Ledisi’s ninth album Let Love Rule has just been released by Verve Records. Once again overseen by the artist and long-time musical buddy Rex Rideout, it as usual places Led with a number of different writing and production partners and so encompasses different styles, from soul through to R&B and pop. Guests include John Legend [vocals on the song Give You More], BJ The Chicago Kid [vocals on Us 4ever], and Kirk Franklin.
We managed to buttonhole the singer for a short catch-up.
Echoes: It’s been three years since the last album [The Truth], during which time you appeared in the movie Selma, portraying Mahalia Jackson and also starred in the Gabourey Sidibe-directed indie film Tale of Four: are you chasing Oscars now as well as Grammys?
Ledisi: “Hah-hah! Oh, I’m not chasing anything. No, no chasing… those days are done. I’m just having fun expressing other facets of myself. I have been writing a lot too.”
Echoes: We read a recent comment that you didn’t feel ready to do this album at first?
Ledisi: “I was away acting, writing, reading books… having a life. I been running since 2000, trying to make music that I like. I was enjoying my time off and exploring some other avenues. Rex was like, ‘You need to come back and make some new music’. I wasn’t really in the headspace. I can execute whatever, but as far as the writing is concerned, the creating, I wasn’t really there yet. It took a while. I got more into it by the middle and the end.
“I didn’t lead on this album as much as I normally do. But I did take care of the sequence and what I wanted for the look, the imagery – which is why it’s more artsy than normal [for me]. That was cool. I had fun with R&B – gave it some brightness – instead of doing the same old stuff. I didn’t wanna do the same old stuff.”
Echoes: The album opens with a reggae-influenced track, Shot Down, one that carries a powerful message in the lyric.
Ledisi: “I went to Jamaica and I was inspired by it. I was listening to a lot of Bob Marley’s music during my time off and one thing I noticed about it was that it made you feel good, but it had such powerful lyrics. So when I was listening to the beat of this song with DJ Khalil I kept hearing this phrase, ‘shot down’, in my head. I told him I wanted that reggae feel and it took me a long time to write the lyric – in the end I wrote it on the plane and finished it with him two months later.
“I was upset about everything that’s happening and that was what I wanted to say. It fit perfectly as the opener because that’s what’s happening right now. It’s where we are with this whole thing with guns and police brutality and Black Lives Matter. The song makes you feel good, but it has deep lyrics.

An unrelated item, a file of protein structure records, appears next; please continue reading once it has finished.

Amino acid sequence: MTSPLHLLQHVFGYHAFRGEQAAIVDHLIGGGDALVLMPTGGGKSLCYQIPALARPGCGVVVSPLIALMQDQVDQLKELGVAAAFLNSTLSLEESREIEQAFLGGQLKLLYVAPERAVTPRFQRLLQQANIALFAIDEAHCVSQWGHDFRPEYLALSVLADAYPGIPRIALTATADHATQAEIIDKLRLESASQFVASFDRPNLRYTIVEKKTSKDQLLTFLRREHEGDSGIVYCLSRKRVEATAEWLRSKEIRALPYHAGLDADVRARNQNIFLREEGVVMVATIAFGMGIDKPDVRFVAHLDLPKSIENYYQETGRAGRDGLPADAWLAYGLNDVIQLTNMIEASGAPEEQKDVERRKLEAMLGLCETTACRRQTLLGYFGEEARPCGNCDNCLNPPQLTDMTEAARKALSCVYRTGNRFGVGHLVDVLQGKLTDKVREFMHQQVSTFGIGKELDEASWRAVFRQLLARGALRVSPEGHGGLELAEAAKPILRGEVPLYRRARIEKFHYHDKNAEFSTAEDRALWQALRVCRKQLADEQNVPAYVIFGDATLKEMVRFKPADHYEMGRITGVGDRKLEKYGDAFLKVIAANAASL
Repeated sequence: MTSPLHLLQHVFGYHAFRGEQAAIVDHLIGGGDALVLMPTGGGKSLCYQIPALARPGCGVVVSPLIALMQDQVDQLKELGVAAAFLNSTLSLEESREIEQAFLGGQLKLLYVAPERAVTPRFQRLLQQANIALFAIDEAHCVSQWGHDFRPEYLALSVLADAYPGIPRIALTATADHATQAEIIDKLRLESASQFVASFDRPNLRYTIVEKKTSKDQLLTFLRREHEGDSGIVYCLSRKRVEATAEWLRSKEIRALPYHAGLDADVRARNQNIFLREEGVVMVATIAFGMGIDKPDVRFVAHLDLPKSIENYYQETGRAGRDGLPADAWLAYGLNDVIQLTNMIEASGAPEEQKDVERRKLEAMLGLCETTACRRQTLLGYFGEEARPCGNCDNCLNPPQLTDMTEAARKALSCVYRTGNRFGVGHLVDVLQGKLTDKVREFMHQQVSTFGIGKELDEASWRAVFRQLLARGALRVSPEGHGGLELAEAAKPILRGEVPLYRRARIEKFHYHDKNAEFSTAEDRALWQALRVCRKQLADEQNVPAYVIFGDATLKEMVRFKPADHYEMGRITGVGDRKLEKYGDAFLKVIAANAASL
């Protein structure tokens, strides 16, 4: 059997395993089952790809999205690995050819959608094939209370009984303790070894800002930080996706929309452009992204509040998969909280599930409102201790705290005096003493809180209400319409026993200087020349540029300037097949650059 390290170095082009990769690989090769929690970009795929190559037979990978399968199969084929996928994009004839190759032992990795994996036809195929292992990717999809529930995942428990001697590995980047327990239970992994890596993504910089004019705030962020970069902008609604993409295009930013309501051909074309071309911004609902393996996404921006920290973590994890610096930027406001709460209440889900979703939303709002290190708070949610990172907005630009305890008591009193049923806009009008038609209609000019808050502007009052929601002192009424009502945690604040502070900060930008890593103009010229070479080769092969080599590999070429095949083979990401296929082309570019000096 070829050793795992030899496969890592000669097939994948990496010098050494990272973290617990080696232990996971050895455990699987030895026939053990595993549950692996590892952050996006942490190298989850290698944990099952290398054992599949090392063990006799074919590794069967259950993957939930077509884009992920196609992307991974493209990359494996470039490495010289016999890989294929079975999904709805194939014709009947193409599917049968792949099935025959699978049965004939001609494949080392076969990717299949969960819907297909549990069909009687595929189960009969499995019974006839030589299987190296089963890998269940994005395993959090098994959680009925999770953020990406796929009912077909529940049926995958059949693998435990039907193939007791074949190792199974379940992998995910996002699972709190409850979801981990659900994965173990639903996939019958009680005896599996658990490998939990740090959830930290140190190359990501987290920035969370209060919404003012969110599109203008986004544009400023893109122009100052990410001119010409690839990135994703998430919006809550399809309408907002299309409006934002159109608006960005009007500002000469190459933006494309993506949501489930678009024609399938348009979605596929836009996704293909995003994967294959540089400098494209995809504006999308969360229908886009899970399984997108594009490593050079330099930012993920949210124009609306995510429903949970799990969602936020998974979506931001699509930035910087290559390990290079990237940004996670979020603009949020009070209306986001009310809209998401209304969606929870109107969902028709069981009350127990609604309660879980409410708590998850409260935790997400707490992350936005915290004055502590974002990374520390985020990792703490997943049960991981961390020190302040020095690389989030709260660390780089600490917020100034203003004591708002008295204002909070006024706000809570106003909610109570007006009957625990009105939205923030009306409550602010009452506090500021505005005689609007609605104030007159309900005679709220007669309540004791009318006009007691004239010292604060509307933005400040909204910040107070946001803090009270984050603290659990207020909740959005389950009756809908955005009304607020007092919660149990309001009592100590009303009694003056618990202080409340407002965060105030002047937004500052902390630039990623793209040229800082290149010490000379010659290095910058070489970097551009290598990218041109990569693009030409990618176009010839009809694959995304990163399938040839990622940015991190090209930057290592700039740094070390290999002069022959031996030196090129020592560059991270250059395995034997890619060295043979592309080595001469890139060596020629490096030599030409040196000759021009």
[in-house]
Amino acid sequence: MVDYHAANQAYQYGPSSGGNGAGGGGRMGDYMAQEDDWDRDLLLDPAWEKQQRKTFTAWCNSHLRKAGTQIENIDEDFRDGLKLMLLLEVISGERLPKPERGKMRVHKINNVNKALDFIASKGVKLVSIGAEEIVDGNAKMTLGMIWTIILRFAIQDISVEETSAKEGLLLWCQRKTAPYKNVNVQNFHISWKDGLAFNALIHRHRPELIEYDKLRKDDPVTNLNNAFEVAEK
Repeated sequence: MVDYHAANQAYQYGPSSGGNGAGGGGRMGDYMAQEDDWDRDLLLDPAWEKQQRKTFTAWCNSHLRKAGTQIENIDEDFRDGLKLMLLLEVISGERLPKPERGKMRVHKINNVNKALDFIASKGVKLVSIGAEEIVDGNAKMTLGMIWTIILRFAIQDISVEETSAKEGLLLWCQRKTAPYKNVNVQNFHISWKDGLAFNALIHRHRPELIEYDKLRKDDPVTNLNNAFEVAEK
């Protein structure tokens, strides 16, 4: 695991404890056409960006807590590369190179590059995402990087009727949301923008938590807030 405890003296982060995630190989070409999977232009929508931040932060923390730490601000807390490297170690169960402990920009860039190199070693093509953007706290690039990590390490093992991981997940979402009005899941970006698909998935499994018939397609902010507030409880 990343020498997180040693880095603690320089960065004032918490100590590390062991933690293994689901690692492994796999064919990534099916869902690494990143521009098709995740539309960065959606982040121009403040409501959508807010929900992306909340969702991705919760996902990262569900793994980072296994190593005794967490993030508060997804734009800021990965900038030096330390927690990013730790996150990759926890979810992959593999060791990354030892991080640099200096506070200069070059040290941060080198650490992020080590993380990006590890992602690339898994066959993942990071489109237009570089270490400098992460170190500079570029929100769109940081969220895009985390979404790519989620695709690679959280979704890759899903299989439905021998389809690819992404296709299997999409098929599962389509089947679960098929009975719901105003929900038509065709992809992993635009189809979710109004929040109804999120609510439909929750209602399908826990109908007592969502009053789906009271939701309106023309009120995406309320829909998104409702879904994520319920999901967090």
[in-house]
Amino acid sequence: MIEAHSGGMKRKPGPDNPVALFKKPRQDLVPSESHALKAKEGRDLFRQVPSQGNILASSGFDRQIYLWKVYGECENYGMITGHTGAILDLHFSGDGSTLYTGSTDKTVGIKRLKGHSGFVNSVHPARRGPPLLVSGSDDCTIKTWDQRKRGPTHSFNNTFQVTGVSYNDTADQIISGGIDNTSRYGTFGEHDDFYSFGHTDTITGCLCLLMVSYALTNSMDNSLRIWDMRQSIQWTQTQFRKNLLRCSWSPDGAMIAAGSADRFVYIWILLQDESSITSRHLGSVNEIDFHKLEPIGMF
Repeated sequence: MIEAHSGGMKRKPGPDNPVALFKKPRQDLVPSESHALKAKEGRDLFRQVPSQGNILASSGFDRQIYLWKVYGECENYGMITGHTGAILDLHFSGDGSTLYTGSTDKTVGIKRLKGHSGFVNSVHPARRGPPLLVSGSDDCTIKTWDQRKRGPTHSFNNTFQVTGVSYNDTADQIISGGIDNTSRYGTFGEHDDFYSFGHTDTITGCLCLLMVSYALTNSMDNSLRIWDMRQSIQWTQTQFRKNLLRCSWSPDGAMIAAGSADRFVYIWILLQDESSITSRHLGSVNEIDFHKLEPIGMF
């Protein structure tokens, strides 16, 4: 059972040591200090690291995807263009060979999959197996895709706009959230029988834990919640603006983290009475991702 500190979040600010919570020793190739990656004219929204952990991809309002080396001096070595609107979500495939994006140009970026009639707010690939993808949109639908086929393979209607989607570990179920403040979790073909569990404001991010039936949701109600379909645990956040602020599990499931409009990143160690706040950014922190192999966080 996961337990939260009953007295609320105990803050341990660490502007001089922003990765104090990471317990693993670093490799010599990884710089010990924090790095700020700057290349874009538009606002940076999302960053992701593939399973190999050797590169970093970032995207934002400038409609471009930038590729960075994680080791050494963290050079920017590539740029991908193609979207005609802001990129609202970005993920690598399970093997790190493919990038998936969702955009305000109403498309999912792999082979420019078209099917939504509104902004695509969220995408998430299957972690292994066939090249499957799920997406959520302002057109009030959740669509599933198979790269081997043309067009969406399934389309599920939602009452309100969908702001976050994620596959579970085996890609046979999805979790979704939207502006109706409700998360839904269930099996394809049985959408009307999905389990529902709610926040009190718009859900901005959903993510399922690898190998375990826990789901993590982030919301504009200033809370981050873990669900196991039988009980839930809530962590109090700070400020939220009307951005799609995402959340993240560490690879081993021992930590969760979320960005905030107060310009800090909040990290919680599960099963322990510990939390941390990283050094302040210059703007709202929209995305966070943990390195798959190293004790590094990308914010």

“Actually, I used to do that a lot when I was starting out but I moved away from it. You have to go with the times.”
Echoes: The song Here has an Anita Baker feel to it – one aimed at your legion of old soul fans?
Ledisi: “No, nothing is planned for the listener, ever. I do it how I feel naturally. Nothing is aimed at a particular group of people. I stopped doing that back in 2009. Those days went away.
“That’s the first song I did with Jeff Gitelman – we did probably five songs together. I did almost enough for a whole album with a lot of the different producers. I had written the melody and hadn’t written the lyrics yet, and Rex said he liked that first song we did, so we got back together again with Jeff towards the end of the album and I finished the lyric.
“I wasn’t as attached to the tunes in a personal way this time – this was more like ‘singer-songwriter’. It was more general, what felt good, me sitting in my favourite chair and just writing. Jeff and Rex did the music. I just wrote the melody and lyrics and sang over whatever they had put down. In fact, I didn’t have all that music when I sang it. When I heard it complete later, I was like, ‘Woh!’
“I actually wrote a lot of songs for Anita Baker. She never used them but the style is not new to me.”
Echoes: And the hook-up with John Legend?
Ledisi: “He and I have been friends since before Selma – since I was at S.O.B.s in New York, back in 2000. After Selma we said we should link up and write some stuff. We did five songs together. This song on the album was already written, with him singing on it. We were looking for a song that we could sing on together and Rex suggested I might sing on top of Give You More and figure out how to make it into a duet. But it was an octave higher – how could I make that sound sultry? We managed to make it work, though, me just singing on top of him and around what he did. From that I learned how to sing really high and really soft!”
Echoes: We also love Us 4ever featuring BJ The Chicago Kid… especially the ending where you’re singing by yourself…
Ledisi: “Actually, I did the whole song on my own originally and Rex thought it would be cool to have BJ on it. He made his debut with Rex. We didn’t record together, though. They just put him on there and that’s what you got. Rex and I wrote that, I sang it and then Rex and J-Mo [Jairus Mozee] wrote the music and BJ’s part. It gave it balance, a different perspective to the woman’s point of view.”